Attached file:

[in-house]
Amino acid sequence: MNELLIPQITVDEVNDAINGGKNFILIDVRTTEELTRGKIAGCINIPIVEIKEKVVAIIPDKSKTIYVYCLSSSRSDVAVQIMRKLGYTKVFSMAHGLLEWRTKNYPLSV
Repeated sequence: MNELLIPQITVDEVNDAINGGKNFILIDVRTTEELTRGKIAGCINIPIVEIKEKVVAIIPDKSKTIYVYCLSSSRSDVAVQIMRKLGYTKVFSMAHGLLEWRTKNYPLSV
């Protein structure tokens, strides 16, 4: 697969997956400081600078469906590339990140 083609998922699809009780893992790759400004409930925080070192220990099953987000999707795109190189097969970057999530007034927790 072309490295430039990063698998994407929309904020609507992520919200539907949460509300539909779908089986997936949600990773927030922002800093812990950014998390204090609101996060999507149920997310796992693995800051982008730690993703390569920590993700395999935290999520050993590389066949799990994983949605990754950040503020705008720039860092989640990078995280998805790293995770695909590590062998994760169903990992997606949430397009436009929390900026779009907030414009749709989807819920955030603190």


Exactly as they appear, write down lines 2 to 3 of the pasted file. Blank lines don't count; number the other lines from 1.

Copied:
Amino acid sequence: MNELLIPQITVDEVNDAINGGKNFILIDVRTTEELTRGKIAGCINIPIVEIKEKVVAIIPDKSKTIYVYCLSSSRSDVAVQIMRKLGYTKVFSMAHGLLEWRTKNYPLSV
Repeated sequence: MNELLIPQITVDEVNDAINGGKNFILIDVRTTEELTRGKIAGCINIPIVEIKEKVVAIIPDKSKTIYVYCLSSSRSDVAVQIMRKLGYTKVFSMAHGLLEWRTKNYPLSV